“Spot”, the robot dog, was originally developed as a potential cargo aid for the U.S. military. It’s a compact quieter version of Boston Dynamic’s “Big Dog”.
After DARPA decided that both Spot and Big Dog weren’t ready for a career in the military, Boston Dynamics has looked for alternative jobs that might be more suitable for Spot and similar robots. That job may be delivering packages directly to your door.
Image Source: TechSpot
Robots With Balance, Dexterity, And Perception
At TED2017’s conference, Boston Dynamics founder and CEO, Marc Raibert cited his company’s focus on balance, dexterity, and perception as key features in their robots. He demonstrated some of those qualities which showed Spot being used to deliver a package directly to someone’s door.
Competitive Capabilities For Package Delivery
Spot’s ability to navigate varied terrain, retain balance when traveling up steep surfaces, and correct itself upon stumbling, are all assets when it comes to navigating city sidewalks, staircases, and entryways in a range of weather conditions.
Spot’s added cargo capabilities, which include a weight capacity of 40 pounds, might make it a competitive candidate for autonomous package delivery. Some robotics developers have touted the benefits of keeping delivery drones grounded to avoid approval processes with the FAA and flight issues in urban and wooded areas. Spot could be a good fit to bypass those obstacles.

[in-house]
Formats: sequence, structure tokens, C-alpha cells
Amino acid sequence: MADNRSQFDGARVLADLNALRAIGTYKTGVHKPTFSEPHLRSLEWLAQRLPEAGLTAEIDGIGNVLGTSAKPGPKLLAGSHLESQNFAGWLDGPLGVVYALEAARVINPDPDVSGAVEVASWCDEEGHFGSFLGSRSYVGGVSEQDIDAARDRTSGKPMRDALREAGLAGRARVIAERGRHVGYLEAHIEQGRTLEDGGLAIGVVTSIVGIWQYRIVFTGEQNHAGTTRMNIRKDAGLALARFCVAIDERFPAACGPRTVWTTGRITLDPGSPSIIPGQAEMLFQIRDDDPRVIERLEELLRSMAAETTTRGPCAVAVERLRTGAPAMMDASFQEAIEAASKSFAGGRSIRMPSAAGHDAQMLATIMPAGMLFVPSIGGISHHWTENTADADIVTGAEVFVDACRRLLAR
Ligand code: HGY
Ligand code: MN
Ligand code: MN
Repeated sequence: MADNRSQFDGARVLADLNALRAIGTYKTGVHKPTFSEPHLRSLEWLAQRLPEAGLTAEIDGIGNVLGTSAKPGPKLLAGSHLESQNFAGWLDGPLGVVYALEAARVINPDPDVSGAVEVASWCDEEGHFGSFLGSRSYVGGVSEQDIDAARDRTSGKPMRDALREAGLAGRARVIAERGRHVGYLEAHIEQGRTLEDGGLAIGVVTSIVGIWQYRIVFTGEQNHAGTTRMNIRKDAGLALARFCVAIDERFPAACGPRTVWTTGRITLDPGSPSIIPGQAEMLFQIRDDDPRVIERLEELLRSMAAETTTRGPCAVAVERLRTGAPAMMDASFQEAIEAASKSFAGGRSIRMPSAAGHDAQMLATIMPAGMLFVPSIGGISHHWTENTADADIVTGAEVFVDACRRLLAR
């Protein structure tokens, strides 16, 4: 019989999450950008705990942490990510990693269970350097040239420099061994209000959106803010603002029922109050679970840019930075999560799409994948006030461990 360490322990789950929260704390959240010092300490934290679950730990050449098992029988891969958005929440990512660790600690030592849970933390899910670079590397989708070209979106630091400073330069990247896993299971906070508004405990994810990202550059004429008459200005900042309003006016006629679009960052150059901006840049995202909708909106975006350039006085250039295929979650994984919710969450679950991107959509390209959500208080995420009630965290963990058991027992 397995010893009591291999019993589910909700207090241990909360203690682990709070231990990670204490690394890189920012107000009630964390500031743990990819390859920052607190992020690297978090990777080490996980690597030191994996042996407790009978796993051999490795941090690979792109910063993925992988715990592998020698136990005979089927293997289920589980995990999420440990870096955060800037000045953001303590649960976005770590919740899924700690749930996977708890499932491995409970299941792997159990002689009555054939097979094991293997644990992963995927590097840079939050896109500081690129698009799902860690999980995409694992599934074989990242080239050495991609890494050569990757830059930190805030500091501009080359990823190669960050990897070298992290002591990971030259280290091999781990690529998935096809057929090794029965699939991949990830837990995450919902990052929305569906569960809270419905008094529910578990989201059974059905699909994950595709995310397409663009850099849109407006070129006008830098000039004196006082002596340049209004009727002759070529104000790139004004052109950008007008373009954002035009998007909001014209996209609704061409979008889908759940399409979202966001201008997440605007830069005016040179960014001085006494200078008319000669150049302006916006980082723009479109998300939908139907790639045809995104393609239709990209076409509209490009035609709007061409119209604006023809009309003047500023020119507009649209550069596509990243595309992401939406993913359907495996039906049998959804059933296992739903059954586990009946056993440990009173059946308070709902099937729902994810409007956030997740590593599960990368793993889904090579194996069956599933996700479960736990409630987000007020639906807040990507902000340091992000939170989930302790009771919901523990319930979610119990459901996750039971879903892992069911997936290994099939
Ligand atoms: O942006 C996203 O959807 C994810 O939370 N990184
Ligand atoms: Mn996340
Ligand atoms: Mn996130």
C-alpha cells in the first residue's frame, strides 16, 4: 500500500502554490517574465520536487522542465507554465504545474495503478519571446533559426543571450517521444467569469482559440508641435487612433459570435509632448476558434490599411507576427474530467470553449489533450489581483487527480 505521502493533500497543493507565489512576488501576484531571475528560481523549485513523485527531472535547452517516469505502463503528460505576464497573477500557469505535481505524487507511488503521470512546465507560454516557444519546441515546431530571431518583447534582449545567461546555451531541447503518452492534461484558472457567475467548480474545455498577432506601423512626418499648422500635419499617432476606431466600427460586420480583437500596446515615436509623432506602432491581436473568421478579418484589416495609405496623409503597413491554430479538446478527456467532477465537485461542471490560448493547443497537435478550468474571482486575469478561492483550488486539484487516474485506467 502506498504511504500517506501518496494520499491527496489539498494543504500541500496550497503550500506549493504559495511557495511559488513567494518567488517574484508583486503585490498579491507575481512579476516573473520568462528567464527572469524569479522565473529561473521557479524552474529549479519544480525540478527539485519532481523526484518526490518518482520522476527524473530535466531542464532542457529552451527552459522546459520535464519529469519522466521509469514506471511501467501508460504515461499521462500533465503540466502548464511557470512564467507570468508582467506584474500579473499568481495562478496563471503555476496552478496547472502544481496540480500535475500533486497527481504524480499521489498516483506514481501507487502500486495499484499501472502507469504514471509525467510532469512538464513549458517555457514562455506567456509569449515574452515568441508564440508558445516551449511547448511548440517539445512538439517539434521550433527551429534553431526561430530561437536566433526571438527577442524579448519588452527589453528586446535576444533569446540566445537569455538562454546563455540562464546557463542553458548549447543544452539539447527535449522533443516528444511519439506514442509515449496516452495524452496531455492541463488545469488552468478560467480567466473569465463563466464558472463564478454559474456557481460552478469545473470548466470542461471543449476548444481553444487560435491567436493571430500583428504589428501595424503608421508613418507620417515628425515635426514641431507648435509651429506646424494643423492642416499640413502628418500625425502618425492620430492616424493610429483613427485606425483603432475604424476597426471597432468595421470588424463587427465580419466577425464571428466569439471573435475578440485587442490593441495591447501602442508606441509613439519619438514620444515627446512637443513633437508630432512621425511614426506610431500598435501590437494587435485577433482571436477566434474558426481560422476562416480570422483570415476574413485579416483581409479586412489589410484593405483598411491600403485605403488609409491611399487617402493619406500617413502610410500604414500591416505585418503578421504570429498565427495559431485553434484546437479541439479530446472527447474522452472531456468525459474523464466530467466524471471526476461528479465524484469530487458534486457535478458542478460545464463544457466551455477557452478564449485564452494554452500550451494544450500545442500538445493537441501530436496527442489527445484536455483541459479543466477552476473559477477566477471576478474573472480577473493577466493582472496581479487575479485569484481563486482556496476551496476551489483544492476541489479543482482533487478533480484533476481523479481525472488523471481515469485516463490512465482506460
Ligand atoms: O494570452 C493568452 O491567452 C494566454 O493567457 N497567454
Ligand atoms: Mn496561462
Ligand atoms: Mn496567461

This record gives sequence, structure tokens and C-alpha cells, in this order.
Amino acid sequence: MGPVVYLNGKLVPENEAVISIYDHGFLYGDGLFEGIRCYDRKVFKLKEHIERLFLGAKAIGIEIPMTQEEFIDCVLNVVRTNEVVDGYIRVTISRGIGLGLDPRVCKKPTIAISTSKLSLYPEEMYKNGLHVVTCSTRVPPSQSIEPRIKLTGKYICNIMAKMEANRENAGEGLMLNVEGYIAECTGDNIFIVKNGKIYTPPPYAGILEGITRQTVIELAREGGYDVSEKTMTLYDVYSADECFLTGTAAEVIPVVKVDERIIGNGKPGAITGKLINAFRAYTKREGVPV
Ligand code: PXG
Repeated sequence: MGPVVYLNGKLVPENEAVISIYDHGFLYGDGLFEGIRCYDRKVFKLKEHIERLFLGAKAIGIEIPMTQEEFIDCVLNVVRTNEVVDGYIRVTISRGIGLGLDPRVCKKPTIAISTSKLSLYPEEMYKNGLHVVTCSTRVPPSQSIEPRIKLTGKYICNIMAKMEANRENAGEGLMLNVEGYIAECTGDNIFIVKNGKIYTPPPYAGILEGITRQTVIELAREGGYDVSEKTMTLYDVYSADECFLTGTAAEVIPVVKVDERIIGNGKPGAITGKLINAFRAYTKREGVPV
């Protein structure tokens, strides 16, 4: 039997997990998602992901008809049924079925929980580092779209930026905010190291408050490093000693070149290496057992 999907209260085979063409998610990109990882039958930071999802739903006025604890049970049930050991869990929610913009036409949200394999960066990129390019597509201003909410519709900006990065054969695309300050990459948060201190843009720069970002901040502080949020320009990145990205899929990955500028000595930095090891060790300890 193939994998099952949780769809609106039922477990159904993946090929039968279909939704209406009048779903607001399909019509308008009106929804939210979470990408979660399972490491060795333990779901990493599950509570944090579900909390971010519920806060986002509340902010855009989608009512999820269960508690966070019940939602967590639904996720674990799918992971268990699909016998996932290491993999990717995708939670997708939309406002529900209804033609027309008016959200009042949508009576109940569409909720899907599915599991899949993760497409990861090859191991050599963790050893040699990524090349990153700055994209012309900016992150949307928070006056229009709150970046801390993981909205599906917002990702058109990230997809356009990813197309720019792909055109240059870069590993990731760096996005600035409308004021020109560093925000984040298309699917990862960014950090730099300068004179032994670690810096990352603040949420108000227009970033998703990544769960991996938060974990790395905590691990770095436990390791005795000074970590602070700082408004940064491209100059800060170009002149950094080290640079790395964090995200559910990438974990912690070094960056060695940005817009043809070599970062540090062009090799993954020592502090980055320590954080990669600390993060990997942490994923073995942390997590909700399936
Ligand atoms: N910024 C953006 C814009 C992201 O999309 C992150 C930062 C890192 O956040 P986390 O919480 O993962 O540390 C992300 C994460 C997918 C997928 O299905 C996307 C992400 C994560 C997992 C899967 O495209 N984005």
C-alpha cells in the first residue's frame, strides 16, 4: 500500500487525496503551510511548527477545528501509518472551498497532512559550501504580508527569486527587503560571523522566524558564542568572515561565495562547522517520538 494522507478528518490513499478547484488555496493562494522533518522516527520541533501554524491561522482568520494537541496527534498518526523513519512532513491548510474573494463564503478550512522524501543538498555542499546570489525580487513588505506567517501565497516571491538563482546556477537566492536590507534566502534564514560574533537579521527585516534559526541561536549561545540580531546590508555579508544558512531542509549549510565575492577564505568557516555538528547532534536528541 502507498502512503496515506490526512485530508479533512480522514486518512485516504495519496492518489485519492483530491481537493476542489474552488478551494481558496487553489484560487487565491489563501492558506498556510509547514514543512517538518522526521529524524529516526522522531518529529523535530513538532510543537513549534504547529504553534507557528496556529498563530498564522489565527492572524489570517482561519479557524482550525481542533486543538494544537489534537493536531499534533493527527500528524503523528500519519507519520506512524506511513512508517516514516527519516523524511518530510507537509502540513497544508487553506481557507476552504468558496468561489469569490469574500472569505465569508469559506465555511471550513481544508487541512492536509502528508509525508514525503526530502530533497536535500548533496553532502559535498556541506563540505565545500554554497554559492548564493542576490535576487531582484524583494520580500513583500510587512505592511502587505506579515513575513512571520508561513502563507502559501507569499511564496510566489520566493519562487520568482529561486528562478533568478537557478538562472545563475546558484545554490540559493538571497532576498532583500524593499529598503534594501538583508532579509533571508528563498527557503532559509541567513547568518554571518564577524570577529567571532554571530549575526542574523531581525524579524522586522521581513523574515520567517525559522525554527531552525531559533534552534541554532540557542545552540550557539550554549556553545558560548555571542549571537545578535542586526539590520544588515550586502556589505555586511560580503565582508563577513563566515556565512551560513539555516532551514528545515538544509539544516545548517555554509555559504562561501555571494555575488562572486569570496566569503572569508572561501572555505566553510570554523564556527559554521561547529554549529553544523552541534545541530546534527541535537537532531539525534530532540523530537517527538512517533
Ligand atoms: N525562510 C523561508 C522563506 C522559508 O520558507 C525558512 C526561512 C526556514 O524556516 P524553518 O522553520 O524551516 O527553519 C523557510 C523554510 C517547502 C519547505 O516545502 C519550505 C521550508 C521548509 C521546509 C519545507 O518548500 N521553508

Image Source: WIRED
About 70 Percent There
Spot was recently put to the test in Boston by delivering parcels to the front doors of Boston Dynamic employees. Raibert said that Spot had achieved about a 70 percent success rate in navigating varied routes and entryways and safely getting packages where they needed to go.
Showcased in the same conference, another four-legged robot dubbed the SpotMini could also potentially function in a lighter delivery capacity. The addition of an arm and gripper enables the robot to retrieve and place objects with a fair level of dexterity. SpotMini can also use its arm to quickly right itself when knocked over.
Would you be happy to accept door-to-door delivery of goods from a four legged robot? Share your thoughts in the comments.